The Green Solution to Breast Cancer: A Promise for Prevention Kristen Abatsis McHenry Ph.D. Author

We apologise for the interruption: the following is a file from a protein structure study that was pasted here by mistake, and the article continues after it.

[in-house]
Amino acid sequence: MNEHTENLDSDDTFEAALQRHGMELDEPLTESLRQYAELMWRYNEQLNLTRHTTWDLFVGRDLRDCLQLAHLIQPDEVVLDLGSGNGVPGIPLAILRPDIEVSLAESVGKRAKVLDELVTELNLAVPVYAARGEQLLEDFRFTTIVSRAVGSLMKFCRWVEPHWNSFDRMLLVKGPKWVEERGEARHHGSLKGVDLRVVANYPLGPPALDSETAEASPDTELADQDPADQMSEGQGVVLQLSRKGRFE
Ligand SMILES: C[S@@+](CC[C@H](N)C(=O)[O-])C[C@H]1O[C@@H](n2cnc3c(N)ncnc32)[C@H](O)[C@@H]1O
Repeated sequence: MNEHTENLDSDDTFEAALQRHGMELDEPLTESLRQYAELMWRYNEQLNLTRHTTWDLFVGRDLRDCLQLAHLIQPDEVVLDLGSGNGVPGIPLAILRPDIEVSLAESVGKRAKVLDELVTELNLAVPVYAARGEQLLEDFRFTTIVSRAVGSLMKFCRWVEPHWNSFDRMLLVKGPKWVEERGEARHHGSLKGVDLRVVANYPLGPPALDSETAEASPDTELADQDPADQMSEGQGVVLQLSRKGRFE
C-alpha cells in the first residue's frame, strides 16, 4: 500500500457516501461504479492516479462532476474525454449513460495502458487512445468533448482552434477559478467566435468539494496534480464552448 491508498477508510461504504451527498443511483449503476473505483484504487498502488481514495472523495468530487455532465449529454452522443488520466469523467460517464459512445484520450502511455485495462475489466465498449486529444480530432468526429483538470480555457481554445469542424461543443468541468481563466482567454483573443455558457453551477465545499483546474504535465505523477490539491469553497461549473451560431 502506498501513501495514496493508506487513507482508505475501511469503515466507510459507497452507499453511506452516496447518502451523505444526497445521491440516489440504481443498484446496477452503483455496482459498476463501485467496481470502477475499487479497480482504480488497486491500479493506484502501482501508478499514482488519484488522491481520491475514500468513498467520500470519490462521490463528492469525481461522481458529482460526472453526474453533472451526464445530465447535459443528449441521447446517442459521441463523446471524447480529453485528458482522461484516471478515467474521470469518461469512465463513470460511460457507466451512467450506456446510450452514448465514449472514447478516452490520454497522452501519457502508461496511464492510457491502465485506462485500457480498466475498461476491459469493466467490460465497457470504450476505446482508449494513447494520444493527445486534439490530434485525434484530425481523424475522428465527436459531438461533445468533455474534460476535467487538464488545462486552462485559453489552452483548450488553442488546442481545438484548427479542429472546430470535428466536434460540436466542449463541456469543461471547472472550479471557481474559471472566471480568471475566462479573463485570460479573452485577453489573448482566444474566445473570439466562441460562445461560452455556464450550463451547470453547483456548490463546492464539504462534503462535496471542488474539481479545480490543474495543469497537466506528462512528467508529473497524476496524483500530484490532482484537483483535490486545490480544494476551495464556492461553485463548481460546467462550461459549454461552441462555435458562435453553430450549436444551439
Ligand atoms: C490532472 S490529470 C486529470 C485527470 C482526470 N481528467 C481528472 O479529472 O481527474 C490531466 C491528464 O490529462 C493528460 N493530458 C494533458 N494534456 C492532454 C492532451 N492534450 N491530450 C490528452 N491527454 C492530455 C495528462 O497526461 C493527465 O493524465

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This unique, research-based investigation of the U.S. breast cancer movement compares the pink and green efforts within the movement and documents their use of similar citizen-science alliances, despite the contention over the use of consumer-based activism and pink products.Breast cancer activism is one of the most flourishing research and health advocacy movements in U.S. history. Yet the incidence of breast cancer is continuing to increase. This critical and revealing text investigates breast cancer activism in its two forms—the pink movement that focuses on developing awareness of, coping with, and managing breast cancer; and the green movement that strives to determine the possible environmental causes of breast cancer—such as pesticides, chemicals, and water and air pollution—and thereby hopes to prevent breast cancer.What caused this new green movement to develop? Will it replace or merge with the pink movement? Does either approach offer more promise for a solution? And how do the two movements differ in their positions or methodology towards a similar goal? With information culled from interviews with more than 50 industry stakeholders, The Green Solution to Breast Cancer: A Promise for Prevention argues that key attributes such as strategy, mission, and branding have led to a greater convergence between the pink and green wings of the movement and presents information that enables readers to consider if either approach might be the shorter route to beating breast cancer.Examines research findings that suggest that the pink and green aspects of the breast cancer movement are no longer separate but in fact are converging towards a focus on environmental preventionProvides an in-depth examination of advocacy organizations and the ways in which an organizationis structure and ideology shape its agenda and strategiesLooks critically at controversial aspects of the consumerism of the pink movement, the small portion of sales actually given to cancer research, and other shortcomings of this attempt to shop our way out of a nonetheless still-increasing diseasePresents valuable information for upper level undergraduate and graduate students in political science within American politics or health politics courses as well as those studying womenis and gender studies, sociology, nursing, and non-profit enterprises


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